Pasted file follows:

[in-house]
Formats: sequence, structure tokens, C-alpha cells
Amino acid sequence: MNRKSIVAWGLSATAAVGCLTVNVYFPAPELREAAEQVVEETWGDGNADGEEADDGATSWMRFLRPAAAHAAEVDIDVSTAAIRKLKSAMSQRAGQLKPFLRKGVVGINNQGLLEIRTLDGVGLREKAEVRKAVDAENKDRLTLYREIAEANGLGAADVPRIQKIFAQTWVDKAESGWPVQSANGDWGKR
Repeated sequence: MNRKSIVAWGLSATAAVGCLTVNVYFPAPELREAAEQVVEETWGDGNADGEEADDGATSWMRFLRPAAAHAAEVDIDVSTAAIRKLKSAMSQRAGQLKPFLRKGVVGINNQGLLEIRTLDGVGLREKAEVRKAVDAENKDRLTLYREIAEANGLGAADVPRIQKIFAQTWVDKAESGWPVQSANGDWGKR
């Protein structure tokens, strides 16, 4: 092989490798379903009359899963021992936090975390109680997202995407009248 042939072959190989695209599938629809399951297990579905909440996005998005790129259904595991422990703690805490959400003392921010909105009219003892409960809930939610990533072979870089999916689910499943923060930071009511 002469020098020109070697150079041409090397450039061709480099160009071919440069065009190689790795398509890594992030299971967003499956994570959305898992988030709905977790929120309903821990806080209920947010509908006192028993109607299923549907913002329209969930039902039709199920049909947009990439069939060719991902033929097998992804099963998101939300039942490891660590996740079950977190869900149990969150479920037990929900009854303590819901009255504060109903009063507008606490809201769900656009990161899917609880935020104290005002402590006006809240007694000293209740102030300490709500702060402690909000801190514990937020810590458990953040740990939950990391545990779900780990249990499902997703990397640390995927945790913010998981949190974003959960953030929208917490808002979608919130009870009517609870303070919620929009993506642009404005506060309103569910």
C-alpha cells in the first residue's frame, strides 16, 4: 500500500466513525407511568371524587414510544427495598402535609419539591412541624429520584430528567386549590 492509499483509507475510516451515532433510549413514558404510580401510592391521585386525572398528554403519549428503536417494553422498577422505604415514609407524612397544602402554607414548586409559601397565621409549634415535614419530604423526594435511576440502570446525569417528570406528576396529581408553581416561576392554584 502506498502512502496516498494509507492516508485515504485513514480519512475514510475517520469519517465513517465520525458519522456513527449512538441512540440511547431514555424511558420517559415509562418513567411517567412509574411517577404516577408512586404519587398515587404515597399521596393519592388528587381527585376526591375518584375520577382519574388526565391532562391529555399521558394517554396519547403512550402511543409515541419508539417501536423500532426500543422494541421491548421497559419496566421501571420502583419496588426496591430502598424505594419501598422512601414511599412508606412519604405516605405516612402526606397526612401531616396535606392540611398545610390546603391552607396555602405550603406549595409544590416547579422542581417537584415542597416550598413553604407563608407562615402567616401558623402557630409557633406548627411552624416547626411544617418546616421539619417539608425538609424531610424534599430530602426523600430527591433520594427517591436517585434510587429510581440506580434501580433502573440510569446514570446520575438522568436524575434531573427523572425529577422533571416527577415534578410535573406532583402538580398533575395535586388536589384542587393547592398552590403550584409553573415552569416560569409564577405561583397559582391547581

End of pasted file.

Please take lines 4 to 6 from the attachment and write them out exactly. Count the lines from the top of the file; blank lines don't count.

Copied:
Repeated sequence: MNRKSIVAWGLSATAAVGCLTVNVYFPAPELREAAEQVVEETWGDGNADGEEADDGATSWMRFLRPAAAHAAEVDIDVSTAAIRKLKSAMSQRAGQLKPFLRKGVVGINNQGLLEIRTLDGVGLREKAEVRKAVDAENKDRLTLYREIAEANGLGAADVPRIQKIFAQTWVDKAESGWPVQSANGDWGKR
């Protein structure tokens, strides 16, 4: 092989490798379903009359899963021992936090975390109680997202995407009248 042939072959190989695209599938629809399951297990579905909440996005998005790129259904595991422990703690805490959400003392921010909105009219003892409960809930939610990533072979870089999916689910499943923060930071009511 002469020098020109070697150079041409090397450039061709480099160009071919440069065009190689790795398509890594992030299971967003499956994570959305898992988030709905977790929120309903821990806080209920947010509908006192028993109607299923549907913002329209969930039902039709199920049909947009990439069939060719991902033929097998992804099963998101939300039942490891660590996740079950977190869900149990969150479920037990929900009854303590819901009255504060109903009063507008606490809201769900656009990161899917609880935020104290005002402590006006809240007694000293209740102030300490709500702060402690909000801190514990937020810590458990953040740990939950990391545990779900780990249990499902997703990397640390995927945790913010998981949190974003959960953030929208917490808002979608919130009870009517609870303070919620929009993506642009404005506060309103569910």
C-alpha cells in the first residue's frame, strides 16, 4: 500500500466513525407511568371524587414510544427495598402535609419539591412541624429520584430528567386549590 492509499483509507475510516451515532433510549413514558404510580401510592391521585386525572398528554403519549428503536417494553422498577422505604415514609407524612397544602402554607414548586409559601397565621409549634415535614419530604423526594435511576440502570446525569417528570406528576396529581408553581416561576392554584 502506498502512502496516498494509507492516508485515504485513514480519512475514510475517520469519517465513517465520525458519522456513527449512538441512540440511547431514555424511558420517559415509562418513567411517567412509574411517577404516577408512586404519587398515587404515597399521596393519592388528587381527585376526591375518584375520577382519574388526565391532562391529555399521558394517554396519547403512550402511543409515541419508539417501536423500532426500543422494541421491548421497559419496566421501571420502583419496588426496591430502598424505594419501598422512601414511599412508606412519604405516605405516612402526606397526612401531616396535606392540611398545610390546603391552607396555602405550603406549595409544590416547579422542581417537584415542597416550598413553604407563608407562615402567616401558623402557630409557633406548627411552624416547626411544617418546616421539619417539608425538609424531610424534599430530602426523600430527591433520594427517591436517585434510587429510581440506580434501580433502573440510569446514570446520575438522568436524575434531573427523572425529577422533571416527577415534578410535573406532583402538580398533575395535586388536589384542587393547592398552590403550584409553573415552569416560569409564577405561583397559582391547581